Trolleys Back on Derby Streets!

Thank you Derby/Shelton Rotary &
Derby Public Works

Derby Public Works employees Shawn Wheeler and Frank Pelacci are shown painting the first of 40 trolleys that will grace the streets of Ansonia & Derby. (Click on pictures for larger images.)

Trolleys disappeared from the streets of Derby in 1937, but thanks to the combined efforts of the cities of Ansonia and Derby and the Rotary Clubs of Ansonia and Derby/Shelton, they are making a comeback! In a project that combines history, health and recreation the old "Beltline" is being re-created on the streets of the two cities.  The "Beltline" was the circular route followed by the trolley line that served the two towns from the late 1800’s until 1937. Of special significance was the fact that the Ansonia/Derby line was the very first electric trolley line in New England and only the second in the United States. On top of that, it also had the first electric freight locomotive in the U.S..

The Clubs researched the history of the trolleys and had stencils made that are being used to paint trolleys every tenth of a mile on the streets where the trolley originally ran. The route starts on Main Street at the Derby Train Station and runs along Main Street to Elizabeth Street to Atwater Avenue in Derby before crossing into Ansonia at Clifton Avenue where it proceeds to Pershing Drive before crossing the Naugatuck River at Bridge Street to Main Street in downtown Ansonia. It then proceeds southward on Main Street until it crosses back into Derby at Derby Avenue. It then turns west on Main Street back to the train station. The entire route is just more than 4 miles in length. The trolleys will be white but will contain lettering in red marking them as "Derby Beltline" or blue as "Ansonia Beltline"

Gone, but not forgotten!

Our thanks to Randy Ritter for the picture above.

The history of the trolley dates back to 1887 when the Derby Street Railway Company was organized with the intent of building an electric trolley line mainly for the purpose of hauling freight to and from the Derby Docks and the industrial center of Ansonia on upper Main Street. Construction lasted until April 30, 1888 when operators and city official took an unannounced midnight run from Ansonia (near the current Ansonia Copper & Brass) to the Derby Docks. The trip showed that the device would work, though the midnight timing showed that they weren’t quite sure about that.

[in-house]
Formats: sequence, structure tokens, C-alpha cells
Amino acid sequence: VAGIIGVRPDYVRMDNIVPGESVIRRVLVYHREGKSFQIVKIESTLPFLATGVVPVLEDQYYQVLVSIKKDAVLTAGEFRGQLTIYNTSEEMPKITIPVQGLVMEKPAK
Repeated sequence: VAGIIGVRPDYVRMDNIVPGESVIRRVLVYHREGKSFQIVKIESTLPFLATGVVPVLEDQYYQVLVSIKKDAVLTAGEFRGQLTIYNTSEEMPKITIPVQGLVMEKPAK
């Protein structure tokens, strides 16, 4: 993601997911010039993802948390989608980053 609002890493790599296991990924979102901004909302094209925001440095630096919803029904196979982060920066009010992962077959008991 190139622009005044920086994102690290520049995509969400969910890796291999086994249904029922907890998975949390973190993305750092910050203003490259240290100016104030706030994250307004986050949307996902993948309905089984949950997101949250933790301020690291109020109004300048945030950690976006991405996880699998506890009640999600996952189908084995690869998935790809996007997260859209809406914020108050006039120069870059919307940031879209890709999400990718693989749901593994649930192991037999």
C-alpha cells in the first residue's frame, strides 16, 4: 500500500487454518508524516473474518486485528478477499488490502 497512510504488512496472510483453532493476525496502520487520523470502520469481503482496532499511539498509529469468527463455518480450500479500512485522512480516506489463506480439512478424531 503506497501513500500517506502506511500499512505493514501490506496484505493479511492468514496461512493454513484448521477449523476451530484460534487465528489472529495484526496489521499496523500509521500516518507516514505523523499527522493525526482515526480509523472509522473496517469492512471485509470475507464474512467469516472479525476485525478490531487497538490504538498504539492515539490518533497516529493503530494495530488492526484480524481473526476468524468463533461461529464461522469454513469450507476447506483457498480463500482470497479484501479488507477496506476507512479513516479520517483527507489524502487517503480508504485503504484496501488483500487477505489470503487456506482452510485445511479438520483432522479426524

The original car was a "one-ender, "the motor being at one end of the car. The power plant was at the docks, and cargo would be loaded onto steamboats for transport to New York City. The initial line had 3 passenger cars, a freight motor and 6 freight cars.

The new line was in direct (and not always friendly competition) with the Ansonia and Derby Horse Railway which also had trolley cars, but power came from horses. Eventually the horse cars gave way to the improved electric trolleys.

Investors had thought that freight would be the profitable part of the line, but it proved not to be the case. Passenger service was first extended to the Sterling Opera House and by 1894 the circular route known as the "Beltline" was complete. As passenger traffic picked up cars ran every 15 minutes rather than the previous 30. The cars had a speed of 15 miles per hour.

As the service grew in popularity, an improved powerhouse was completed and more stock added. In 1895, they added the branch line to Lake Housatonic Park which was an amusement park designed to boost trolley ridership. Their stock consisted of 25 cars – 10 closed and 15 open. They also had a snow plow and water sprinkler (to keep the dust down). Trolleys now ran every 7.5 minutes.

In 1888 they traveled 61,200 miles with 177,000 passengers. By 1895, they were doing 247,600 miles and carrying 1,033,977 passengers!

By 1902, the trolley line connected to New Haven. Buses replaced the trolleys in Ansonia and Derby on June 30, 1937 at 1:15 am with George Patrol as the motorman on the last run which ended at the trolley barns in Derby located where the National School Studio building stands today.

The "Beltline" also served as an early version of today’s popular Greenway as many people walked the route for exercise. At one point in time, the Boys Scouts provided merit badges to local scouts for their runs on the "Beltline".

The Electronic Valley maintains a secure website where individuals are encouraged to track their exercise ( Runners and walkers can track their runs and other factors such as weight and heart rate. Their data is secure, but the site will provide summary data about all runners and walkers.

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